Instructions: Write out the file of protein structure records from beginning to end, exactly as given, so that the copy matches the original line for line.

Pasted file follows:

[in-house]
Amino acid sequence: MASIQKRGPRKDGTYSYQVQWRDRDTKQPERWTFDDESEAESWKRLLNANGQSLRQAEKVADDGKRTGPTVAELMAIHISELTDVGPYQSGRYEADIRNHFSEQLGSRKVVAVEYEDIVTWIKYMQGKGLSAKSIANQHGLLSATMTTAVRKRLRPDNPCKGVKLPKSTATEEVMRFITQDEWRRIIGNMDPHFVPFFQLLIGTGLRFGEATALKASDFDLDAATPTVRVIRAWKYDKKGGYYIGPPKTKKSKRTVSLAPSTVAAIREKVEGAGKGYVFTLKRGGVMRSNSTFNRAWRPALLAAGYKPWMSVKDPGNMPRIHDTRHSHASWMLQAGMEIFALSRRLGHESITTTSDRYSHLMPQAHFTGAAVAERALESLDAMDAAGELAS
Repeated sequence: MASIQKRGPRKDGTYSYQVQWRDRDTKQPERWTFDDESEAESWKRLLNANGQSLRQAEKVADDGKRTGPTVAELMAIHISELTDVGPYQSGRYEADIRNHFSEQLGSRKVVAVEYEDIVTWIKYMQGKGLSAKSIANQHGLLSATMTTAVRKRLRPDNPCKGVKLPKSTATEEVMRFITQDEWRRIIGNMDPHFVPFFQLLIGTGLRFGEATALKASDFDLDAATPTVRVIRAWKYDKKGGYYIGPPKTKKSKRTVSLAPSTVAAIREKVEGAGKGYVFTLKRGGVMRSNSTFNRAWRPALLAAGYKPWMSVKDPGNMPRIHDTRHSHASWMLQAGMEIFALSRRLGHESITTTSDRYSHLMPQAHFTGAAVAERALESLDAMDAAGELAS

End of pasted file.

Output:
[in-house]
Amino acid sequence: MASIQKRGPRKDGTYSYQVQWRDRDTKQPERWTFDDESEAESWKRLLNANGQSLRQAEKVADDGKRTGPTVAELMAIHISELTDVGPYQSGRYEADIRNHFSEQLGSRKVVAVEYEDIVTWIKYMQGKGLSAKSIANQHGLLSATMTTAVRKRLRPDNPCKGVKLPKSTATEEVMRFITQDEWRRIIGNMDPHFVPFFQLLIGTGLRFGEATALKASDFDLDAATPTVRVIRAWKYDKKGGYYIGPPKTKKSKRTVSLAPSTVAAIREKVEGAGKGYVFTLKRGGVMRSNSTFNRAWRPALLAAGYKPWMSVKDPGNMPRIHDTRHSHASWMLQAGMEIFALSRRLGHESITTTSDRYSHLMPQAHFTGAAVAERALESLDAMDAAGELAS
Repeated sequence: MASIQKRGPRKDGTYSYQVQWRDRDTKQPERWTFDDESEAESWKRLLNANGQSLRQAEKVADDGKRTGPTVAELMAIHISELTDVGPYQSGRYEADIRNHFSEQLGSRKVVAVEYEDIVTWIKYMQGKGLSAKSIANQHGLLSATMTTAVRKRLRPDNPCKGVKLPKSTATEEVMRFITQDEWRRIIGNMDPHFVPFFQLLIGTGLRFGEATALKASDFDLDAATPTVRVIRAWKYDKKGGYYIGPPKTKKSKRTVSLAPSTVAAIREKVEGAGKGYVFTLKRGGVMRSNSTFNRAWRPALLAAGYKPWMSVKDPGNMPRIHDTRHSHASWMLQAGMEIFALSRRLGHESITTTSDRYSHLMPQAHFTGAAVAERALESLDAMDAAGELAS